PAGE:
If I were to start anywhere, it would not be a component first. It would be speaker location and then it would be room treatment - first you have to be able to hear what your components are really giving you.
Good Luck and Good Listening!
Excellent post. I can't agree with you more. To me, the #1 thing is your room, #2 is the recording and pressing and #3 is the rest. #1 and #2 together is about 80% of what you hear and the rest 20% is your gears. So, after achieving a certain level in your gears, keep upgrading doesn't get your money's worth because #1 and 2 play such a part in your sound. I listen to 100% classical music (vinyl) and I also attend concerts frequently. I find record playback is the only thing that gets me closer to life concerts.
This is great information. The Wadia seems to crop up in other contexts
as well, but I wonder if it may be too forward for headphjone use or too
bright, though many recommend modding it to alleviate these issues.
FWIW, I tend to prefer a mid-hall over first row perspective.
While I agree 100% about the room, I'm looking for something for my
headphone system where room interaction is a null issue. Because of
circumstances I'm listening to headphones a lot these days. My main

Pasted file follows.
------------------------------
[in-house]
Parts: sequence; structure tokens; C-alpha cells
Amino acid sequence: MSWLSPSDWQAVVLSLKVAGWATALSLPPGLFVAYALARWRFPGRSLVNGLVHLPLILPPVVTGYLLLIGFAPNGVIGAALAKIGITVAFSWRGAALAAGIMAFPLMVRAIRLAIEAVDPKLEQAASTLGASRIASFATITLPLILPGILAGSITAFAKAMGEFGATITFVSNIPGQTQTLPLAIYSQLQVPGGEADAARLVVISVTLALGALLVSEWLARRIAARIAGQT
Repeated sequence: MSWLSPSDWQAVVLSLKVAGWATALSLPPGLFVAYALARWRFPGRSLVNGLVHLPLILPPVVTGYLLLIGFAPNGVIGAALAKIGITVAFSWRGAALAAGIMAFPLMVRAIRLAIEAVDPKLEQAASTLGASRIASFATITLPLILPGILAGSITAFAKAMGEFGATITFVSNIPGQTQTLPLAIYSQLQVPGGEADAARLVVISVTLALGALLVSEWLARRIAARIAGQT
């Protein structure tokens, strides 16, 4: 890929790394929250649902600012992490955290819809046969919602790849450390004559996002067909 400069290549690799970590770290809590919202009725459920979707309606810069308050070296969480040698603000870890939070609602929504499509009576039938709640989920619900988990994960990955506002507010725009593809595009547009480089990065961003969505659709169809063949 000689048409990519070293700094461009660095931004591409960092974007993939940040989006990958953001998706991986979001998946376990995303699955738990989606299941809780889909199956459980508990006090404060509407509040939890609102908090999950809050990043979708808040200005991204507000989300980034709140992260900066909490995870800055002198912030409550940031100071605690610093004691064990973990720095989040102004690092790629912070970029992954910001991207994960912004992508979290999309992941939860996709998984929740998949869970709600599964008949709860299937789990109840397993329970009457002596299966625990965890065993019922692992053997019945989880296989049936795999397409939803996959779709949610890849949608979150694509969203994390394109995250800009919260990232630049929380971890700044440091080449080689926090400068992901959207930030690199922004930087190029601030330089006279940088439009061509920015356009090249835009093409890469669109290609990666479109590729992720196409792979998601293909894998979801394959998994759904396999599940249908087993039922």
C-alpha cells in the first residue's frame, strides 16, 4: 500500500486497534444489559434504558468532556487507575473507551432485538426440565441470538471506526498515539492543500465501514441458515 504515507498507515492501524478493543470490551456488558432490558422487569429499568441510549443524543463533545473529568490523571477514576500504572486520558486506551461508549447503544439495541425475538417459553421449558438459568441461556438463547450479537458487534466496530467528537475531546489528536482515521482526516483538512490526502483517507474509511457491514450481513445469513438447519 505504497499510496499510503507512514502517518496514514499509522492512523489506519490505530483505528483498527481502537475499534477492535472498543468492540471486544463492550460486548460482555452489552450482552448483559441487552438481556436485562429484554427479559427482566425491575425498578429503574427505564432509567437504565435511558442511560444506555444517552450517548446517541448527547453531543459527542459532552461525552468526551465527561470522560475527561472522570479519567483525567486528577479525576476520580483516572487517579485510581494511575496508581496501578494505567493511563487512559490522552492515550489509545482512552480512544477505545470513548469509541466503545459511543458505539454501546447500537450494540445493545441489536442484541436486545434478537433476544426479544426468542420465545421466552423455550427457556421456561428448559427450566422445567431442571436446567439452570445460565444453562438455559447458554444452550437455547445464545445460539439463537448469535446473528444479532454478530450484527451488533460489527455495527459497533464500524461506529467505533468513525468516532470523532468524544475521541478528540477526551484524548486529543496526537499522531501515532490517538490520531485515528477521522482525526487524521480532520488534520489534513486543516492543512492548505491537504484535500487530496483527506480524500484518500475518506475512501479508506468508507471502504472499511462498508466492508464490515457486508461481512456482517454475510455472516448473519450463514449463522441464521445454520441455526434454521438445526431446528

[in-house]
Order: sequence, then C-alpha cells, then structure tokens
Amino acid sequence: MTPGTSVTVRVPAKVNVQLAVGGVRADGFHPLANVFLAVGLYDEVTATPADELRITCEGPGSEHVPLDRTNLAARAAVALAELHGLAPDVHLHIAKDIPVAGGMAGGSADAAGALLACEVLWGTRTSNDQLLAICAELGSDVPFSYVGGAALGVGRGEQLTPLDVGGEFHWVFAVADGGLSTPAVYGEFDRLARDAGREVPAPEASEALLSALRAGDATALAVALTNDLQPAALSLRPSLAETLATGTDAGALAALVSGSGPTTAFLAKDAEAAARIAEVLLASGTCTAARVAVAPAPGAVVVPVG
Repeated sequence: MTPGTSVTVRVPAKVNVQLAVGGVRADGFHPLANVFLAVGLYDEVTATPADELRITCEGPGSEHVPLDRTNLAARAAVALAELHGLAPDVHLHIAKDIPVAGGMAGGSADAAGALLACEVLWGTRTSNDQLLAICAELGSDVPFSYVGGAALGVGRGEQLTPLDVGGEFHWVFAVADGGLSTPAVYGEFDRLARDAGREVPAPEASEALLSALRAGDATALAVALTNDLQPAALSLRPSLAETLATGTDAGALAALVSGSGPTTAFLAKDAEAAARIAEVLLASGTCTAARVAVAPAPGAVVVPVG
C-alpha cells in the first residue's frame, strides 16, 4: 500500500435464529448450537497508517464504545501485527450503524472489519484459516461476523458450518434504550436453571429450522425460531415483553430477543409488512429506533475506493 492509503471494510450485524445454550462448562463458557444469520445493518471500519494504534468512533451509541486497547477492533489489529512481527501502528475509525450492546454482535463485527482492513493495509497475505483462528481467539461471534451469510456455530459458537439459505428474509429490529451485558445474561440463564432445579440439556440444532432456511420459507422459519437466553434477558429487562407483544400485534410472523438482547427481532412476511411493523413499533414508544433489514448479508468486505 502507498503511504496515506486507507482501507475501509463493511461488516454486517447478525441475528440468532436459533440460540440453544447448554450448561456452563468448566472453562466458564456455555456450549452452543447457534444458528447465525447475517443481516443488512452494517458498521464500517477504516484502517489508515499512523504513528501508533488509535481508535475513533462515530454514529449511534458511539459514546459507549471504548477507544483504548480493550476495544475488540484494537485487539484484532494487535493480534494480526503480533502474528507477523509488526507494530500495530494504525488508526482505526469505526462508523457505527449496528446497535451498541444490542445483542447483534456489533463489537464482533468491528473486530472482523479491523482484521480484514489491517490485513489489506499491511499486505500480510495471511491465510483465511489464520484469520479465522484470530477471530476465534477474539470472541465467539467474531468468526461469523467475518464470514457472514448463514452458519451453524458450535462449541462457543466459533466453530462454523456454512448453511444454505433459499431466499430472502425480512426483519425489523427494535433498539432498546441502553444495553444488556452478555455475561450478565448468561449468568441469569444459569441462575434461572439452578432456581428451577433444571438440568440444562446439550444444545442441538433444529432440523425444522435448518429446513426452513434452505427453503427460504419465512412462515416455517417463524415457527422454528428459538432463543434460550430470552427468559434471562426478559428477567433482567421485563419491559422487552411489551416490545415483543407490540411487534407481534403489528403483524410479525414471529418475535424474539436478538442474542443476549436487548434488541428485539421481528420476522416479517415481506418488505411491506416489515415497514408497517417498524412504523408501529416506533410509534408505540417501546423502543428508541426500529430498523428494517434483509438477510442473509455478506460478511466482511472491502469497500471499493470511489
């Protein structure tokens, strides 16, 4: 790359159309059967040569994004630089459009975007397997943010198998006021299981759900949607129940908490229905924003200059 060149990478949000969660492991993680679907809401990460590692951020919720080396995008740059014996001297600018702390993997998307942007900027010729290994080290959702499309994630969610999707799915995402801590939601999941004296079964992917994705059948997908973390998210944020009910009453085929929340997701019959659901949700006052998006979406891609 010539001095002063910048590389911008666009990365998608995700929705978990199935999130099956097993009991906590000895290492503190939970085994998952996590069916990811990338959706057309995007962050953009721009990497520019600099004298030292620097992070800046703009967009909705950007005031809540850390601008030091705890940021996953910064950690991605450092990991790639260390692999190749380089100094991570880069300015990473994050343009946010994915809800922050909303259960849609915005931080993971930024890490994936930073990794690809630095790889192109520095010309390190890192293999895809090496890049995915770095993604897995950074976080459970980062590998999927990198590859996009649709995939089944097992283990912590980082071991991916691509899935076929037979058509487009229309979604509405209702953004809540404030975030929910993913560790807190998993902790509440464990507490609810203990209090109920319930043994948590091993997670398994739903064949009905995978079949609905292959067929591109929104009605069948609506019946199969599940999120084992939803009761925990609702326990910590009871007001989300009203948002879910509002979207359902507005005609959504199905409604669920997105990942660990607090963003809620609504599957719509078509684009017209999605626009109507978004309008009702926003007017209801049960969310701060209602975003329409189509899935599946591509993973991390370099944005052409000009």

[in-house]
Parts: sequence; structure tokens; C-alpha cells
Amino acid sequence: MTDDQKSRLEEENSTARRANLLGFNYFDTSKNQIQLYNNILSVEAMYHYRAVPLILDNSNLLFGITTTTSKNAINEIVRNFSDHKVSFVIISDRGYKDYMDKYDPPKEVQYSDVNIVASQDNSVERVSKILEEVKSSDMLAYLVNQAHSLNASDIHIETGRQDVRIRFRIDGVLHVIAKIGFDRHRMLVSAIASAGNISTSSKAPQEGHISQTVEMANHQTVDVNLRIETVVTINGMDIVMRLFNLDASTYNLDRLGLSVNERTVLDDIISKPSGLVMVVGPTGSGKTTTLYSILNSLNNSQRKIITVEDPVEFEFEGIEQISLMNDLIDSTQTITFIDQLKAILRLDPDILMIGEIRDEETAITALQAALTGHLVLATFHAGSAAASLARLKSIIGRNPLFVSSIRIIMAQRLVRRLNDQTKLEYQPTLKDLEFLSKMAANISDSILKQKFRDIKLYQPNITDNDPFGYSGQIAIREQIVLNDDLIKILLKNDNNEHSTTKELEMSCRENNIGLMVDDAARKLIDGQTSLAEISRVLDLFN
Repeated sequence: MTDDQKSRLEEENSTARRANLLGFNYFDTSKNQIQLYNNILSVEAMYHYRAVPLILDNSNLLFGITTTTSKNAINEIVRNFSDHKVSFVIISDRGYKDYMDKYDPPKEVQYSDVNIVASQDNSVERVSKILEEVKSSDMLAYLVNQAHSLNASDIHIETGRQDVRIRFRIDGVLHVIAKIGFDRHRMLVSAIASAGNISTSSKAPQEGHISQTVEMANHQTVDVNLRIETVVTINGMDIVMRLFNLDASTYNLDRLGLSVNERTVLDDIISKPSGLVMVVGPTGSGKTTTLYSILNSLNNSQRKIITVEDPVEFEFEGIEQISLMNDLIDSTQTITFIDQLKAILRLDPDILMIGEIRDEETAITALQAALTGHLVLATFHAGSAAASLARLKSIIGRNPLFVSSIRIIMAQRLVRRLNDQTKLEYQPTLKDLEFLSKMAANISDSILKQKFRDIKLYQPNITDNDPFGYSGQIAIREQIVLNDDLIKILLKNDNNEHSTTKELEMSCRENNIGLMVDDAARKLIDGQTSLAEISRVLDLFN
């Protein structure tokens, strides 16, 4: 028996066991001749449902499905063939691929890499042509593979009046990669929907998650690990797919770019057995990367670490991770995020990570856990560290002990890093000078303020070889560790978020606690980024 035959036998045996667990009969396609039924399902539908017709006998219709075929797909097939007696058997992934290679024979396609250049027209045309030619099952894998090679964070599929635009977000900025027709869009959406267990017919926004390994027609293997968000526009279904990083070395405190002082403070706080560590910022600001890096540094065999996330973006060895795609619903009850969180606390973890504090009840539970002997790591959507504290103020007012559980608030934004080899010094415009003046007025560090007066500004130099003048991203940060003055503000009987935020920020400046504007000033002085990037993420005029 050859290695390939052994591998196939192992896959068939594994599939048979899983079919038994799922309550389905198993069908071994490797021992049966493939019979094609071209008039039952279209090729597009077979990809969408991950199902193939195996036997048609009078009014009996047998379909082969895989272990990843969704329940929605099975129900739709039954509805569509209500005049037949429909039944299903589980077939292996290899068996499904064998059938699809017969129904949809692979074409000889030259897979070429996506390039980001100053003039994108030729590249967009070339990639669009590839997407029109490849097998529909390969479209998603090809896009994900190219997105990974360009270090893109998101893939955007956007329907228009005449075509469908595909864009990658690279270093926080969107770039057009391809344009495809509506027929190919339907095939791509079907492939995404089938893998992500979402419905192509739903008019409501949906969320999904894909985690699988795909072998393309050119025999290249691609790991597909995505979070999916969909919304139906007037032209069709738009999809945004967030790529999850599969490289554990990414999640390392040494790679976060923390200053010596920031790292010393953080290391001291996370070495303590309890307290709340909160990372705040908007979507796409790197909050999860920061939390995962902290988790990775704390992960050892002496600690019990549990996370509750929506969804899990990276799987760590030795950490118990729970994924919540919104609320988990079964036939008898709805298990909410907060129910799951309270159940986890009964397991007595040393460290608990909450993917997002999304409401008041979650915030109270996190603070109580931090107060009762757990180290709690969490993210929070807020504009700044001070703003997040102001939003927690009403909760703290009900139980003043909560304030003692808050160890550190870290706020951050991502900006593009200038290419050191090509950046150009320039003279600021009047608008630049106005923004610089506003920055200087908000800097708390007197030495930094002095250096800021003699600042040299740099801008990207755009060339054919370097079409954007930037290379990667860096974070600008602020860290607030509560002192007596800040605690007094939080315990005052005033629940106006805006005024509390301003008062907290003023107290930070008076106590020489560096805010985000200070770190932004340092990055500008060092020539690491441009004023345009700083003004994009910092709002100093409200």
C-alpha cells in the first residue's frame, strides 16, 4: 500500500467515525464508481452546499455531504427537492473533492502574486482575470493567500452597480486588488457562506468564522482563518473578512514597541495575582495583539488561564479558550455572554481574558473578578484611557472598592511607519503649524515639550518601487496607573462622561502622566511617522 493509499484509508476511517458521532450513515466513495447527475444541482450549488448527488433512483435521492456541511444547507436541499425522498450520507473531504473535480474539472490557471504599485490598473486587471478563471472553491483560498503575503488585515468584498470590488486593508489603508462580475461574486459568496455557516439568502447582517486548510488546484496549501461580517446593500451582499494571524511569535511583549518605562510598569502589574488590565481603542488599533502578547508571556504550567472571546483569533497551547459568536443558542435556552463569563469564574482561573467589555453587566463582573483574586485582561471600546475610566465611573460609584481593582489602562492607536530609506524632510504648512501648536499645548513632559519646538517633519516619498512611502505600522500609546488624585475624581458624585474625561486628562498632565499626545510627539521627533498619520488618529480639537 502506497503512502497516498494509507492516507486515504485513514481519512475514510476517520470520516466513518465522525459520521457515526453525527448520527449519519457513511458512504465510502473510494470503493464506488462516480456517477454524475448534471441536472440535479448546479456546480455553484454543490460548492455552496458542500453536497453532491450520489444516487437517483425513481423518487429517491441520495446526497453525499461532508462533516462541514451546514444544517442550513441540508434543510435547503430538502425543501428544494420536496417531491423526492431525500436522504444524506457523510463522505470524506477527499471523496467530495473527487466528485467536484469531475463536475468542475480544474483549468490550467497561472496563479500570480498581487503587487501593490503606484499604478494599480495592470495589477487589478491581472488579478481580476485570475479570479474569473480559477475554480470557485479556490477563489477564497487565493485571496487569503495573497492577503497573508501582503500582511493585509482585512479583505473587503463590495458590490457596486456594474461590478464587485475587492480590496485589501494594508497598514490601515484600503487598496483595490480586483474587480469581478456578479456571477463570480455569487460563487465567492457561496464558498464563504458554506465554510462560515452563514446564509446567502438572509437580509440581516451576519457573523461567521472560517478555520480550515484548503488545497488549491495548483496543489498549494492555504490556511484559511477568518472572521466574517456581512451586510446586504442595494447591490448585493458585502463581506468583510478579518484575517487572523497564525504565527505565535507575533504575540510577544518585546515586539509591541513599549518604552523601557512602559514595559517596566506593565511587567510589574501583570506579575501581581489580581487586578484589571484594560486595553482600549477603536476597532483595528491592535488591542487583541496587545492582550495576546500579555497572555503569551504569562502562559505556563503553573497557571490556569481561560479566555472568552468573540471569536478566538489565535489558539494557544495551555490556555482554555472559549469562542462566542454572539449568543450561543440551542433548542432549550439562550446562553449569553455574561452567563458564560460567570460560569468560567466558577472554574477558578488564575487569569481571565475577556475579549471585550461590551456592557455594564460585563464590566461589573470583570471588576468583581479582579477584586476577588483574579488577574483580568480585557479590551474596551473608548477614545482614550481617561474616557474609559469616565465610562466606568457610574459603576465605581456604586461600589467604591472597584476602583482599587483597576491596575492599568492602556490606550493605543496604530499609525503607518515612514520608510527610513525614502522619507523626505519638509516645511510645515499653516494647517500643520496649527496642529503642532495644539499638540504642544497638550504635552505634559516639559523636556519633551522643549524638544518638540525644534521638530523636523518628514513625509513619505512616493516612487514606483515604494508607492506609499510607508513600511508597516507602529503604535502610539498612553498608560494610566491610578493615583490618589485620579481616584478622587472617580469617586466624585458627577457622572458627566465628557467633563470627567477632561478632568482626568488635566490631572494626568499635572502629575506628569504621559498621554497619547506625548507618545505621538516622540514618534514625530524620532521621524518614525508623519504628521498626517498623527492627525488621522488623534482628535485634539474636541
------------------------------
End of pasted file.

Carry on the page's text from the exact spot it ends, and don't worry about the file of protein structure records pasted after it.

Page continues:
system is great with classical, the only issue being the Audio Note DAC
is too forward for headphone listening (to my ears). I also agree that the
recording and mastering make a big difference and this is why I've not
adopted SACD since the recording can make a bigger difference than the
technology (though the Channel Classics SACDs are exceptional).
You might want to check out the review of the BAT VK-5SE cdp at stereotimes.com. It was posted today
I listen only to Classical, I attend live performances, (Davies Symphony Hall in SF), and I play in an amateur orchestra. If you like chamber and solo music only, the Rega Planet 2000 does a wonderful job. I doesn't open up as much as it could for large-scale symphonic literature. Massed-strings have sounded a bit harsh to me since moving up to a better system. I went the SACD route and have found that, with every recording thus far purchased, the string problem has been solved. I couldn't feel more relieved.